If you’re interested in a case study that features many of the above tactics, then look no further than the conflict between the FARC and the Colombian government in the 1980s. At the time, a ceasefire negotiated by a committed president soon collapsed when the army undertook ‘police operations’ against the FARC, which prompted the group to retaliate. The Colombian Parliament then stalled the implementation of large parts of the agreement, while government-paid right-wing militias annihilated the FARC’s new political wing, the Unión Patriótica, by killing 3,000 of its MPs, members and supporters. (For a brief description of the conflict, see here.) This is not to say that significant parts of the government should be solely blamed for the failure of the peace process at the time. Their obstructionist tactics, however, did sabotage the quest for peace until very recently.

Lessons learned

So, what can we learn from the above discussion? First, we need to remember that although simple narratives often put the blame for failed peace processes on rebels, governments have many ways to erode a peace agreement without necessarily risking the same public outcry that bombings and shootings inevitably do. Non-violent breaches of an agreement should therefore be scrutinized as closely as violent ones, especially since they may result in crucial power imbalances, the erosion of trust, and the re-emergence of full-scale war. Consequently, constant and unbiased monitoring beyond observing military incidents is crucially important, as is ensuring that agreements contain implementation mechanisms that minimize belligerents’ room for spoiling behaviors.

Second, it’s important to remember that mediation in civil conflicts can only work if there’s a genuine commitment to embrace the negotiation process and the peace agreement that follows in its wake, including its implementation. Otherwise the agreement will merely be a scrap of paper or, worse, serve as a fig leaf for spoiling behaviors. To assess whether a compromise could be reached, the differing worldviews and material interests of different parties, and of factions within parties, need to be accounted for. The more convinced belligerents are that an agreement offers more benefits than they could achieve through continued violence, the less likely they are to try and spoil it. Joint trust building, for example through Confidence Building Measures, can help create an environment where genuine peace talks can take place, while at the same time reduce the risk of escalatory cycles.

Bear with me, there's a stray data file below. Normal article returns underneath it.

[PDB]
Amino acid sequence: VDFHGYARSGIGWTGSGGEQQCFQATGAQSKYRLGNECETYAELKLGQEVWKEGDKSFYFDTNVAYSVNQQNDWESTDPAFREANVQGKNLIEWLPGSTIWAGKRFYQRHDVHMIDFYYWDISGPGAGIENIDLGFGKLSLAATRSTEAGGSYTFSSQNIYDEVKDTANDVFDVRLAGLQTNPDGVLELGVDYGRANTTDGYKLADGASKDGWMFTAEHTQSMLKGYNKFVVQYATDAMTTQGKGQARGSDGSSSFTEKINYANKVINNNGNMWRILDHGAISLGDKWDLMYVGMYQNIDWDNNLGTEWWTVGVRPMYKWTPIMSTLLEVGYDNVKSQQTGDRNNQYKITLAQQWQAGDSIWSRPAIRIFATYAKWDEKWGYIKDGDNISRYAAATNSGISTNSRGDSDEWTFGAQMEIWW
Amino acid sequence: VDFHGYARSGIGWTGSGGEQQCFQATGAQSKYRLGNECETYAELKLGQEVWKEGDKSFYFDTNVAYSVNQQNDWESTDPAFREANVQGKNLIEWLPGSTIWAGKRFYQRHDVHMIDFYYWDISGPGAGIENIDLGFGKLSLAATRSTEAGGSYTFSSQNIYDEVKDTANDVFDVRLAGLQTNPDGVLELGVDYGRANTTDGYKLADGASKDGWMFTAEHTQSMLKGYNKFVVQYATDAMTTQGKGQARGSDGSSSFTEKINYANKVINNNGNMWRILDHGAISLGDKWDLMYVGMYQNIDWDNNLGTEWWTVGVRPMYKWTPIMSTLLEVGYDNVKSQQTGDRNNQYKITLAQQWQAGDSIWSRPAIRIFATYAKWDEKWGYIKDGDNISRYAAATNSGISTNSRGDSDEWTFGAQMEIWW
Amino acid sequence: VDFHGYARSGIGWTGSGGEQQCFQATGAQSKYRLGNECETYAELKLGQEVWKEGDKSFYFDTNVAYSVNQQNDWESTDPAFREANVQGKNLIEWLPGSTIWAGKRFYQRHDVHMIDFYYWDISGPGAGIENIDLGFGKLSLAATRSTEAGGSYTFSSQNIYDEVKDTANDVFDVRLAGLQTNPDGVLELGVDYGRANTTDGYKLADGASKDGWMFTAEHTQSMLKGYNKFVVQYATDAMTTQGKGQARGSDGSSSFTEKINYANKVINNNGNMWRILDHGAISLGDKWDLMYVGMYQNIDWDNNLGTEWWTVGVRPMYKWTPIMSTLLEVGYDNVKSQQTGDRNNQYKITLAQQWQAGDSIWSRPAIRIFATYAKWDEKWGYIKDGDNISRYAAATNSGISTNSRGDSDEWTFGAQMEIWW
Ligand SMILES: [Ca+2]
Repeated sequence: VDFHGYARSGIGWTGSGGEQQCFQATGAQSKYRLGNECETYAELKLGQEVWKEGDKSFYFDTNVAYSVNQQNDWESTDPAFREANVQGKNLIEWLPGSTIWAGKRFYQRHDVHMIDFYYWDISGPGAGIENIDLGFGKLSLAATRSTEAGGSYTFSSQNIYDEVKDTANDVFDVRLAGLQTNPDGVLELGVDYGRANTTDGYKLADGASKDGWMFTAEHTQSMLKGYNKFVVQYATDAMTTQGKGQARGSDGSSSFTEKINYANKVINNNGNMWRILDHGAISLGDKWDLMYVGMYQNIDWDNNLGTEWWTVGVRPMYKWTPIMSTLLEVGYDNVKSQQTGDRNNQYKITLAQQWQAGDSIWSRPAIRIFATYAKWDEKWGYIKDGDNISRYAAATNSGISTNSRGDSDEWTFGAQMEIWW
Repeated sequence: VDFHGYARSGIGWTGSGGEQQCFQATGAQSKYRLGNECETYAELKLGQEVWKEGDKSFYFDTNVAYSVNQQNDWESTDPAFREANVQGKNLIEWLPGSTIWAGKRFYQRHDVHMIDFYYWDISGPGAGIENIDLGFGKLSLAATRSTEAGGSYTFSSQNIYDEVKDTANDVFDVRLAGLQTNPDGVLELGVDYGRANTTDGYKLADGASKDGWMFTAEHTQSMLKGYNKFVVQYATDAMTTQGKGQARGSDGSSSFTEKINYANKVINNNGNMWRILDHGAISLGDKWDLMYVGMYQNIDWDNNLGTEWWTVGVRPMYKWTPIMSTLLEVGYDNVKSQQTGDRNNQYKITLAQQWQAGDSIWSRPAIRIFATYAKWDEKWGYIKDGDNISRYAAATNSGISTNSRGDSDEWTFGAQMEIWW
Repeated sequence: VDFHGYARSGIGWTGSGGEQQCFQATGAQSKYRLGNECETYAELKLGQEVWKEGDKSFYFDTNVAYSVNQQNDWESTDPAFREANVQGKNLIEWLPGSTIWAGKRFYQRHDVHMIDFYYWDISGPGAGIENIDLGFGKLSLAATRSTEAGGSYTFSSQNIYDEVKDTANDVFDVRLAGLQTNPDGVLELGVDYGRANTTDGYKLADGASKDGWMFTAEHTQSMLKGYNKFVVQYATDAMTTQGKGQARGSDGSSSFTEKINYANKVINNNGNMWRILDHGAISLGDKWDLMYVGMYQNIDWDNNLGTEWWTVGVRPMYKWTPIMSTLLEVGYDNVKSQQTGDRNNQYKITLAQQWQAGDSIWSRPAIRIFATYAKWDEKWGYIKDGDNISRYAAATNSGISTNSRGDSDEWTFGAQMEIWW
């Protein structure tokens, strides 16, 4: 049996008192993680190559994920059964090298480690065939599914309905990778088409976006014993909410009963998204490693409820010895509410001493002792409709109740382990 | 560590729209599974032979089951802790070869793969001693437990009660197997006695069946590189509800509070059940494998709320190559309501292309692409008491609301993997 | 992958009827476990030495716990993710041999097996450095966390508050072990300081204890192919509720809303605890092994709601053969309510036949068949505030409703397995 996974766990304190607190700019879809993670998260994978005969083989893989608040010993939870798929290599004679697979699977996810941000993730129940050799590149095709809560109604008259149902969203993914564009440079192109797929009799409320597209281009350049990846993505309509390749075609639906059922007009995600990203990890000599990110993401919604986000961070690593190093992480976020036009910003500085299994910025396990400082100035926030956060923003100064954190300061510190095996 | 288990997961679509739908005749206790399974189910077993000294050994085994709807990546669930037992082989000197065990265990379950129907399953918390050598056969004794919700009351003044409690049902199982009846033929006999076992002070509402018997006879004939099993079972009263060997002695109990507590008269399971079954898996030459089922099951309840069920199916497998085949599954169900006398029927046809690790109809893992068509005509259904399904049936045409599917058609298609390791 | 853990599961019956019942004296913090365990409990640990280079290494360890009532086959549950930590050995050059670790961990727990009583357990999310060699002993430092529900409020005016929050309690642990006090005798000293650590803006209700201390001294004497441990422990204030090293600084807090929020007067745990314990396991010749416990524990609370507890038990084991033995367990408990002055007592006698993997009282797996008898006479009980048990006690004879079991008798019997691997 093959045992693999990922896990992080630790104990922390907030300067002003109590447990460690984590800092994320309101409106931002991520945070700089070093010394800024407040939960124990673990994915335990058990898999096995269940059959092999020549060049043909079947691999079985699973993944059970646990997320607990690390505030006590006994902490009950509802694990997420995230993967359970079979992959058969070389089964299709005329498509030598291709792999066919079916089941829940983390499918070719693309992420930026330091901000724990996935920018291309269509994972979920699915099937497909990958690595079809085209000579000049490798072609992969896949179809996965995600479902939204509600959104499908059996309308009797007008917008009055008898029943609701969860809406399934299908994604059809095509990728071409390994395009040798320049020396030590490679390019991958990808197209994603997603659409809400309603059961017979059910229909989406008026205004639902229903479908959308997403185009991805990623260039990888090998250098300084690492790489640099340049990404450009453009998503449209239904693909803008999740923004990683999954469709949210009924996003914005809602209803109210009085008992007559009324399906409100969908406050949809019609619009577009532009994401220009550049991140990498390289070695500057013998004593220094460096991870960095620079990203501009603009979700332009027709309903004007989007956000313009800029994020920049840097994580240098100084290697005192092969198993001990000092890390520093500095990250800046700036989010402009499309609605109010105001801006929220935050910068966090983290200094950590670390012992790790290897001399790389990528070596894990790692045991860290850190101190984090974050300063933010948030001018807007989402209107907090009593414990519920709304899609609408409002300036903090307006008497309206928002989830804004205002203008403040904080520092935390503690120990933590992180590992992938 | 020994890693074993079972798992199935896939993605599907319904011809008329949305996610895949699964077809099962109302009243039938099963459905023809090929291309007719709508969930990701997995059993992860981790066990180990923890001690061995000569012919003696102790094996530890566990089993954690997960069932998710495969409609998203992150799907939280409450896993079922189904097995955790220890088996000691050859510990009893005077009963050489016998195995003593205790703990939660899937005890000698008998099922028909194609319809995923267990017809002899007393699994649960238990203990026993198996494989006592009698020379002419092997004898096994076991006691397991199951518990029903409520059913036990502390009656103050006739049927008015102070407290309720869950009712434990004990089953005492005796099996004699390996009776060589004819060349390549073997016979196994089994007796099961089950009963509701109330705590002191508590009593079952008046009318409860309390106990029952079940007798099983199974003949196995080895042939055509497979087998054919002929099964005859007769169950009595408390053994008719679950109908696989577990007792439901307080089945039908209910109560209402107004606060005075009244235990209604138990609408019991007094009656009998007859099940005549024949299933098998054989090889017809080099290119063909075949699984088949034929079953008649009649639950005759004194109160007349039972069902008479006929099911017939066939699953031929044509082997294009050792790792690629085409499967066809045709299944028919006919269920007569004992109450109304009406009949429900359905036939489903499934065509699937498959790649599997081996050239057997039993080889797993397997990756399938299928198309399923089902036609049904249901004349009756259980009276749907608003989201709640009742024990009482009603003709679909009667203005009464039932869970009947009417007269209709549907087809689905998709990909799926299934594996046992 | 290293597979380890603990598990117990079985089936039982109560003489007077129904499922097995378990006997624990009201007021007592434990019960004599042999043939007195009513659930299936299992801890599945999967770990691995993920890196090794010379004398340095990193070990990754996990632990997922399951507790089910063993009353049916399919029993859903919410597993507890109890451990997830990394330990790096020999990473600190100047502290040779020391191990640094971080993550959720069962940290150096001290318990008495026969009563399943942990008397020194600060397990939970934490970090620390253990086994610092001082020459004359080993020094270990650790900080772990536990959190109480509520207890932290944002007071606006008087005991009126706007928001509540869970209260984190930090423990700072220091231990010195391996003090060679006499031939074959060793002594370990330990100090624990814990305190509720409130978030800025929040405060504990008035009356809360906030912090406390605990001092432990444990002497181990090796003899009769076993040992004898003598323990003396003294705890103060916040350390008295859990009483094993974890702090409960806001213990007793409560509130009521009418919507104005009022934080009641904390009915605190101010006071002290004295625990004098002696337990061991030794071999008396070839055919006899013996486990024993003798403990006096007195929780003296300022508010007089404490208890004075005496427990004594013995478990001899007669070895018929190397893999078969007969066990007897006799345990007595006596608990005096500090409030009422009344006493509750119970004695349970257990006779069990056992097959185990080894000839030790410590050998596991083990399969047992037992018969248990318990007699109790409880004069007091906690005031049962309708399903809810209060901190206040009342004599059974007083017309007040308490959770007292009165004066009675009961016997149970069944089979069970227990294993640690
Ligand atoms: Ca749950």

Finally, governments require special attention, given the advantages and protection offered by their alleged legitimacy and the traditional norm of external non-interference. Ideally, international or regional organizations such as the UN or AU should reconsider their state bias. Whether a government succeeds in undermining a peace agreement depends to some degree on the level of tolerance extended to it by the international community. The latter’s mediation efforts in civil wars must therefore straddle a fine line: International actors need to exercise influence and leverage, be consistent and sometimes call a spade a spade, but they also must avoid becoming too intrusive and thereby risk losing the consent they need for a peace agreement that lasts.

Benno Zogg works as a research assistant at the Center for Security Studies. He obtained a Master’s degree with distinction in Conflict, Security and Development from King’s College London with the dissertation this article is based on, entitled “Spoiler Alert – An Analysis of Governments Undermining Peace Processes“.